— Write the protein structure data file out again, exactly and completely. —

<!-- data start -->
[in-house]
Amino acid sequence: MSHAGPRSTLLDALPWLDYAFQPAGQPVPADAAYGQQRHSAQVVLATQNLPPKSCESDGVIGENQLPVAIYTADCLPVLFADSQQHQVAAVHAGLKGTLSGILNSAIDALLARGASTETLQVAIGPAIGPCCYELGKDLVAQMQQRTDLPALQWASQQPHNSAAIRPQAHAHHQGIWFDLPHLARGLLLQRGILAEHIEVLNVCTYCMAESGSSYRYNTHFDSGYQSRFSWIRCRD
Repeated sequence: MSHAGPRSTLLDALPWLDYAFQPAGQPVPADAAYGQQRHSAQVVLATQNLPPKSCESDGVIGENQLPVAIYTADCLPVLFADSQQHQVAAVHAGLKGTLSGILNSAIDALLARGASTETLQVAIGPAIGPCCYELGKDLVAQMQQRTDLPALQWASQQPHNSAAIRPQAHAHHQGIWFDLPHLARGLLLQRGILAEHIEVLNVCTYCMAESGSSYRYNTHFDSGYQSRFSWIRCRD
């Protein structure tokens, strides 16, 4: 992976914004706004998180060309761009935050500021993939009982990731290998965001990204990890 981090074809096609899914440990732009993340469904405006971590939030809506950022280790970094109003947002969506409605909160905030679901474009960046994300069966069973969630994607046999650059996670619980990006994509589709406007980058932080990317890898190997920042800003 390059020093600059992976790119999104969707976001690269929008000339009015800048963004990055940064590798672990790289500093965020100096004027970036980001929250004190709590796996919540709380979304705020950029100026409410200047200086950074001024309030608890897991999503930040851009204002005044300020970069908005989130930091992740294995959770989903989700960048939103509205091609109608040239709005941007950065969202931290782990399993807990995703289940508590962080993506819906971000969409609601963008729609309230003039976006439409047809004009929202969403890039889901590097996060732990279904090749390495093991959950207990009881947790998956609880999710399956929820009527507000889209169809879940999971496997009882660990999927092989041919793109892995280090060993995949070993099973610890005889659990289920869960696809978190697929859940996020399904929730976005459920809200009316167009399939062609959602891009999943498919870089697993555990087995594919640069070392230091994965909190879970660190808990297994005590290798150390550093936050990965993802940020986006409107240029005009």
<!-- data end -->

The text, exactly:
[in-house]
Amino acid sequence: MSHAGPRSTLLDALPWLDYAFQPAGQPVPADAAYGQQRHSAQVVLATQNLPPKSCESDGVIGENQLPVAIYTADCLPVLFADSQQHQVAAVHAGLKGTLSGILNSAIDALLARGASTETLQVAIGPAIGPCCYELGKDLVAQMQQRTDLPALQWASQQPHNSAAIRPQAHAHHQGIWFDLPHLARGLLLQRGILAEHIEVLNVCTYCMAESGSSYRYNTHFDSGYQSRFSWIRCRD
Repeated sequence: MSHAGPRSTLLDALPWLDYAFQPAGQPVPADAAYGQQRHSAQVVLATQNLPPKSCESDGVIGENQLPVAIYTADCLPVLFADSQQHQVAAVHAGLKGTLSGILNSAIDALLARGASTETLQVAIGPAIGPCCYELGKDLVAQMQQRTDLPALQWASQQPHNSAAIRPQAHAHHQGIWFDLPHLARGLLLQRGILAEHIEVLNVCTYCMAESGSSYRYNTHFDSGYQSRFSWIRCRD
């Protein structure tokens, strides 16, 4: 992976914004706004998180060309761009935050500021993939009982990731290998965001990204990890 981090074809096609899914440990732009993340469904405006971590939030809506950022280790970094109003947002969506409605909160905030679901474009960046994300069966069973969630994607046999650059996670619980990006994509589709406007980058932080990317890898190997920042800003 390059020093600059992976790119999104969707976001690269929008000339009015800048963004990055940064590798672990790289500093965020100096004027970036980001929250004190709590796996919540709380979304705020950029100026409410200047200086950074001024309030608890897991999503930040851009204002005044300020970069908005989130930091992740294995959770989903989700960048939103509205091609109608040239709005941007950065969202931290782990399993807990995703289940508590962080993506819906971000969409609601963008729609309230003039976006439409047809004009929202969403890039889901590097996060732990279904090749390495093991959950207990009881947790998956609880999710399956929820009527507000889209169809879940999971496997009882660990999927092989041919793109892995280090060993995949070993099973610890005889659990289920869960696809978190697929859940996020399904929730976005459920809200009316167009399939062609959602891009999943498919870089697993555990087995594919640069070392230091994965909190879970660190808990297994005590290798150390550093936050990965993802940020986006409107240029005009």